Why more and more people are measuring their metabolism: “The bathroom scale is an outdated way to stay fit”
“It’s easier to gain weight once you get older — but I had made my decision: I was going to stay in shape.” When the biomedical scientist and biohacker Lena began to gain weight she used new technology to help her stop.
Lena is a biomedical scientist by profession and has always cared about her health from a biochemical perspective. “I knew that it would be easier to gain weight around menopause age but when I ended up there myself, I was shocked how difficult it is to actually do something about it.”
Lena is a ‘biohacker’ — someone who actively tries to optimise her health. She already lived a healthy life: she had eaten LCHF (Low Carb High Fat) for more than ten years and practiced intermittent fasting. But with time it became harder to estimate the effect dietary choices had on her weight. “Before, I could eat more carbohydrates without gaining weight, for example”, Lena explains. “I could never have imagined that it would turn so difficult. I felt defeated and helpless: the kilos stuck to me like a magnet. Now I, personally, understand what a challenge it can be to stay fit when your biochemistry is working against you.”
To better understand her “new menopause me” Lena began to use an acetone breathalyser (Acetrack). “Health profiles and athletes have been using acetone readers for a while now and there are a handful of different devices on the market. I discovered Acetrack through Deversify — a company that specialises in health measurements via bio markers. Now I can instantly see if my body is burning fat and how much. In this way I can plan my food intake and eat more or less depending on how much energy my body consumes.”
Acetone is a rest product that is detectable when the liver is breaking down fat. This process has traditionally been measured through analysis of urine or blood samples. However, now this can be done in a less messy, non-invasive way through exhaled breath. By measuring the amount of acetone in exhaled air you can see if your body has switched to fat-based energy consumption, she explains. “It isn’t about either focusing on fats or carbohydrates but about energy consumption as such. The device doesn’t discriminate different energy sources, which I find helpful.”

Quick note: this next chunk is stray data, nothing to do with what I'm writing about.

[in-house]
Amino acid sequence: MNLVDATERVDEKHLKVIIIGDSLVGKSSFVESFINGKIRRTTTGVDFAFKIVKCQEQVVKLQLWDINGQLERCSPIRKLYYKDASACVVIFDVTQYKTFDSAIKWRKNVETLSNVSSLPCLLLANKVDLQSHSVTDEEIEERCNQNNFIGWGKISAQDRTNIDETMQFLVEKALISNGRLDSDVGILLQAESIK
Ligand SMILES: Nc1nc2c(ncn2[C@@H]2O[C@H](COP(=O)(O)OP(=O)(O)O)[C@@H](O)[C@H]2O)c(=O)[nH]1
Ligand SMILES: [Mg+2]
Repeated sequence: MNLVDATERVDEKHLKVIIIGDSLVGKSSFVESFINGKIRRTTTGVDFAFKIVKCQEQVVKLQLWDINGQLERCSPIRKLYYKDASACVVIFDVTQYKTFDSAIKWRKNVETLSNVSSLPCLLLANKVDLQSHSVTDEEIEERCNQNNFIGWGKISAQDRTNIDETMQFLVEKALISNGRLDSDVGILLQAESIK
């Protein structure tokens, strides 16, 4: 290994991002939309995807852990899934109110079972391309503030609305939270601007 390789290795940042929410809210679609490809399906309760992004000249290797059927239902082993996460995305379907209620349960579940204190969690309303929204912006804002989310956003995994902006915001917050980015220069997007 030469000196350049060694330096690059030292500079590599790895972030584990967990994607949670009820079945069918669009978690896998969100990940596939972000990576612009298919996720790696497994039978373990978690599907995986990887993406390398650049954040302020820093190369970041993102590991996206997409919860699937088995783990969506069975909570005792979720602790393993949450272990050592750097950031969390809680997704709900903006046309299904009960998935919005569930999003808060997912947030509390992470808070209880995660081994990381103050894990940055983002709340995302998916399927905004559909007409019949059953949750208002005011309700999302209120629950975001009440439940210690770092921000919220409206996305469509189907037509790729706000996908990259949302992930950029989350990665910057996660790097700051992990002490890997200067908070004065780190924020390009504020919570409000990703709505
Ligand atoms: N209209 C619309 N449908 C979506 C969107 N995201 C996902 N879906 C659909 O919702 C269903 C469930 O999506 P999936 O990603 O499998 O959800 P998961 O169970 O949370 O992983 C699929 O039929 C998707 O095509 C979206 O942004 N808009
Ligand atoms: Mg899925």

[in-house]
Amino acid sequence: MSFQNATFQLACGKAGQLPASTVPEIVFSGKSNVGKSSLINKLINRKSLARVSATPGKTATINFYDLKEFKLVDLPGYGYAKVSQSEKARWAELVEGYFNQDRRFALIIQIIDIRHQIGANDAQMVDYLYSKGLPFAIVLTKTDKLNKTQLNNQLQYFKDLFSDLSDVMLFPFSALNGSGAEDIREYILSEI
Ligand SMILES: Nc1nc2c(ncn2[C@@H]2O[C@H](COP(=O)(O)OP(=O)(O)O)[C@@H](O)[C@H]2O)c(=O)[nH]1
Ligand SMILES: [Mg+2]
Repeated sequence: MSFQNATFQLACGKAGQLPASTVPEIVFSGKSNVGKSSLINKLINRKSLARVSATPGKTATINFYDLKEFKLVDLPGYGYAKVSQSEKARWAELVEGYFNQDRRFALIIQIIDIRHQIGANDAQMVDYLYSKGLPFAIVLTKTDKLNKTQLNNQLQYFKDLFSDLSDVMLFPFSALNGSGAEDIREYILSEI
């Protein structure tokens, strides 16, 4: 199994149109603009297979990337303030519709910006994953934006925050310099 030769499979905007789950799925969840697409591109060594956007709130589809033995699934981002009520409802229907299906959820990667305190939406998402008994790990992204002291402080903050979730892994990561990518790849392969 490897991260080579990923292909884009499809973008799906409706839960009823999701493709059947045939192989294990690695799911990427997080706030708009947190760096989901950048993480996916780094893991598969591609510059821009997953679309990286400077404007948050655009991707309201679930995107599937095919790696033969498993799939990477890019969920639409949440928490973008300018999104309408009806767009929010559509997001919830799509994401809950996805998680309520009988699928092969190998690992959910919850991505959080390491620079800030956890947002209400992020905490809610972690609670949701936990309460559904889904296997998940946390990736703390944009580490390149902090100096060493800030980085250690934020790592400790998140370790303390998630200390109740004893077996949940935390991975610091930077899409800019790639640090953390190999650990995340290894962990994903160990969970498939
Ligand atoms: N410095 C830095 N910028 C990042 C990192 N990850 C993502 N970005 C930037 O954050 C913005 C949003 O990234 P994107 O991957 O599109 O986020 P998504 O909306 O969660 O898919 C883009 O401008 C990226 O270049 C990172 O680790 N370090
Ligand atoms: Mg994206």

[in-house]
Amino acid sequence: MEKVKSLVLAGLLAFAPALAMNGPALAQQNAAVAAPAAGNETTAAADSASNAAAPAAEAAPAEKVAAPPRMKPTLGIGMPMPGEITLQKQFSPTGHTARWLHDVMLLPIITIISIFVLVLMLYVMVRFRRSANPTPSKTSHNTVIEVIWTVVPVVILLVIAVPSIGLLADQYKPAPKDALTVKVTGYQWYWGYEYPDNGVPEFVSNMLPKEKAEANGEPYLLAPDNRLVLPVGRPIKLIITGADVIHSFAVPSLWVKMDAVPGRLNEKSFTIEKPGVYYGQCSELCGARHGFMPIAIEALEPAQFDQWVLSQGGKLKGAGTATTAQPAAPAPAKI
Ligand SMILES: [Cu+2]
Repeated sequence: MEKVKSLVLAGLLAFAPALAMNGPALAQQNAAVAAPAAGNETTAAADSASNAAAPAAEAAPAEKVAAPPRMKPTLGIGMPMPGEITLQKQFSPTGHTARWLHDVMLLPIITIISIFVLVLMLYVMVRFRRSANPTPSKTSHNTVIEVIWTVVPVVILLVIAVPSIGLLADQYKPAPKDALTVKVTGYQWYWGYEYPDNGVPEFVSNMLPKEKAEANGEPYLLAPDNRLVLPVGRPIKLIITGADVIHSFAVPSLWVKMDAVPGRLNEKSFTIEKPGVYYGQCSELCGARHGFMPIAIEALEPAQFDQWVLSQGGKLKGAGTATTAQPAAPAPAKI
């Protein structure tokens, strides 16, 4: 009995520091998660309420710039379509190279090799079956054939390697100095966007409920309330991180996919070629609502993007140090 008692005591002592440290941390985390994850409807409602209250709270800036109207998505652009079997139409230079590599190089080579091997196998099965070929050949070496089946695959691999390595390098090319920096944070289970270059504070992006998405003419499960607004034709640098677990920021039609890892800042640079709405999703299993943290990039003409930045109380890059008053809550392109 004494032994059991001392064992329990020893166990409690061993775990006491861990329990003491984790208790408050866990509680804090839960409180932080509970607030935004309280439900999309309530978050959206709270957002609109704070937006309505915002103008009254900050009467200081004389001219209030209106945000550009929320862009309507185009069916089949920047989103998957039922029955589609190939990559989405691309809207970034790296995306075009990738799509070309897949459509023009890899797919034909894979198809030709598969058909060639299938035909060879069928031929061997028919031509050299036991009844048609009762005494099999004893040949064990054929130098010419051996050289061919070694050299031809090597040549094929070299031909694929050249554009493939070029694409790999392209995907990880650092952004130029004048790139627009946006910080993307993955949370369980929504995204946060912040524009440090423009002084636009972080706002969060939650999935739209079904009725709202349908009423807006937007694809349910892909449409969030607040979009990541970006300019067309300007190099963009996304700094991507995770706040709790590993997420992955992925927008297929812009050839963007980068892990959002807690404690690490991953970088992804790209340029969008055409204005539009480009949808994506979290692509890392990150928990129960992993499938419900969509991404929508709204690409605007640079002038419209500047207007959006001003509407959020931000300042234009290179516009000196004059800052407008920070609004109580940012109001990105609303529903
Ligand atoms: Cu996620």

“I like measuring my health and want exact evidence for what works and not”, Lena continues. “Now I can plan my dietary choices better and eat more when I’m burning more, and I can also avoid foods that put breaks on my metabolism. Carbohydrates and especially sugar can encourage the body to store fat rather than to burn it. Thanks to my breathalyser I have the chance to discover hidden sugar in foods I earlier used to eat often. Some dairy products, for example — not to mention wok-sauces and much restaurant food…”
Not only biohackers like Lena are using devices like Acetrack — measuring metabolism is getting more and more popular and common. The IT consultant Robert explains his usage: “measuring fat burning rates is not only of interest to ‘health specialists’ but people like myself too. To be honest, I would like to think as little as possible about staying in shape.”
Both Lena and Robert are measuring their metabolism in order to navigate their health better and they are in good company. ’Acetone tracking’ is turning increasingly popular in Scandinavia, the US, the UK and Korea.
“Is it time to throw out the bathroom scale?”, we wonder.
“No, but now that technology has come this far the bathroom scale is an outdated way to keep in shape and measure health”, says Lena. “I measure my metabolism first — then I celebrate my kilos”.